Subject(s)
Humans , Female , Child , Cyclosporine/administration & dosage , Glucocorticoids/administration & dosage , Arthritis, Juvenile/complications , Arthritis, Juvenile/diagnosis , Arthritis, Juvenile/physiopathology , Arthritis, Juvenile/immunology , Chest Pain/diagnosis , Chest Pain/etiology , Tomography, X-Ray Computed/methods , Treatment Outcome , Immunoglobulins, Intravenous/administration & dosage , Pulse Therapy, Drug/methods , Electrocardiography/methods , Macrophage Activation Syndrome/etiology , Macrophage Activation Syndrome/physiopathology , Macrophage Activation Syndrome/blood , Macrophage Activation Syndrome/therapy , Immunosuppressive Agents/administration & dosage , Leukocytosis/diagnosis , Leukocytosis/etiology
5.
Article in Chinese | WPRIM | ID: wpr-351377

ABSTRACT

<p><b>OBJECTIVE</b>To study the clinical and laboratory features of macrophage activation syndrome (MAS) at the early stage of diagnosis, and to explore a method for early identification of MAS.</p><p><b>METHODS</b>A retrospective analysis was performed for the demographic data, clinical and laboratory features, and treatment outcomes of 21 MAS patients.</p><p><b>RESULTS</b>Of the 21 MAS patients, 14 had systemic juvenile idiopathic arthritis, 5 had Kawasaki disease (KD), and 2 had connective tissue disease (CTD) as primary diseases. The median time of MAS onset was 19 days. The KD patients had the shortest time of MAS onset, while the CTD patients had the longest onset time (P=0.009). The top 10 clinical symptoms were fever (95%), rash (86%), lymph node enlargement (67%), hemophagocytic phenomenon in bone marrow (63%), pulmonary disease (62%), serous effusion (62%), hepatomegaly (52%), cerebrospinal fluid abnormalities (50%), central nervous system damage (43%), and splenomegaly (38%). The median of hemoglobin level was lower than the normal value. The medians of C-reactive protein level and erythrocyte sedimentation rate were higher than the normal values. There were significant increases in serum ferritin, glutamic-pyruvic transaminase, aspartate aminotransferase, lactate dehydrogenase, and triglyceride. The median of fibrinogen level was lower than the normal value. There were significant increases in D-dimer, interleukin-6 (IL-6), interleukin-10 (IL-10), and interferon-γ (IFN-γ). Of the 21 patients, 20 were improved and discharged.</p><p><b>CONCLUSIONS</b>If patients with rheumatic disease have persistent fever, hepatic dysfunction, coagulation disorders, multiple organ impairment, significantly increased IL-10 and IFN-γ, and a persistent increase in serum ferritin, the development of MAS should be considered.</p>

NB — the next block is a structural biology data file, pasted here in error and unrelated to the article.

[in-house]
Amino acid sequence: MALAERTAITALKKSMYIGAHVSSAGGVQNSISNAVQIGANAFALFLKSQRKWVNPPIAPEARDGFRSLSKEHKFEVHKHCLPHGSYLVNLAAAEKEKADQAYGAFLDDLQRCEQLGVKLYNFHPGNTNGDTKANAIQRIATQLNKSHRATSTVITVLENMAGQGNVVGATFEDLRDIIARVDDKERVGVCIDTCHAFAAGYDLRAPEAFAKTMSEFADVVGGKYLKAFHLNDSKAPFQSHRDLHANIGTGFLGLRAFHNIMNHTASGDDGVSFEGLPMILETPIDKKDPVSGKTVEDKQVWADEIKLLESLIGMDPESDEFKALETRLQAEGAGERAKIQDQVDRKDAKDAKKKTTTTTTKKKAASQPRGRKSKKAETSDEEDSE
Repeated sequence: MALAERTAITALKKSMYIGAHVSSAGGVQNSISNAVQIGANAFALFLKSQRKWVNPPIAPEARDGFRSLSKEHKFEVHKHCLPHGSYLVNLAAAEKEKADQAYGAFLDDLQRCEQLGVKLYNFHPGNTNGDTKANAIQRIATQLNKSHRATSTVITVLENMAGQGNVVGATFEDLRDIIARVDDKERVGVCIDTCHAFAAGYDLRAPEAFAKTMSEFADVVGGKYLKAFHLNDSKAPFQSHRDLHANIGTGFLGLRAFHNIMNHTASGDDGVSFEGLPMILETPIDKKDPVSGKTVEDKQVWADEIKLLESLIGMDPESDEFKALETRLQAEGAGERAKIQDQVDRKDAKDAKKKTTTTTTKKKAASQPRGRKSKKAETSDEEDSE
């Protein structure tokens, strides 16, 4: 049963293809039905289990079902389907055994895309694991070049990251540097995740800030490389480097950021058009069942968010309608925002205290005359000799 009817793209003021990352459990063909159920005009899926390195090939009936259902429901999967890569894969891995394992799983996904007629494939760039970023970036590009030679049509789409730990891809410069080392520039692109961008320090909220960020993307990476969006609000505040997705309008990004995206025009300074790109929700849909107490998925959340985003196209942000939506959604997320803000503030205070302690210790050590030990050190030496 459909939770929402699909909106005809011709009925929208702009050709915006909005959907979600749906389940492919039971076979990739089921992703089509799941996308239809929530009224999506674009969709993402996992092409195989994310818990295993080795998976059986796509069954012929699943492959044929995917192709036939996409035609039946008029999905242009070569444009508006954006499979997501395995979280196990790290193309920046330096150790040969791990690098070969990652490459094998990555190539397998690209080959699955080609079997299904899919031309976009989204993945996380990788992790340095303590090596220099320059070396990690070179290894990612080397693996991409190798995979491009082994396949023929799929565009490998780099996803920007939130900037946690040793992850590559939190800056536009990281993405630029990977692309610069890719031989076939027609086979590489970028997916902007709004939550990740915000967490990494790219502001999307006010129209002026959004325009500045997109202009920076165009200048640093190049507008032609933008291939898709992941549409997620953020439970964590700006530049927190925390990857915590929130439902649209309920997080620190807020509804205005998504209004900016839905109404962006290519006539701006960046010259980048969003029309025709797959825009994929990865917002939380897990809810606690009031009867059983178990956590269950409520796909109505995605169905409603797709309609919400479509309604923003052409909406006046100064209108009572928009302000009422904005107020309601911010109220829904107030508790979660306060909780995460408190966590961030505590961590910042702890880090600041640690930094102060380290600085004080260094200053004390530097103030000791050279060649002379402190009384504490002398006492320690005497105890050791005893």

Subject(s)
Adolescent , C-Reactive Protein , Child , Child, Preschool , Cytokines , Blood , Female , Fibrin Fibrinogen Degradation Products , Humans , Infant , Macrophage Activation Syndrome , Blood , Diagnosis , Drug Therapy , Male , Retrospective Studies
6.
Med. Afr. noire (En ligne) ; 64(02): 79-84, 2017.
Article in French | AIM, AIM | ID: biblio-1266225

ABSTRACT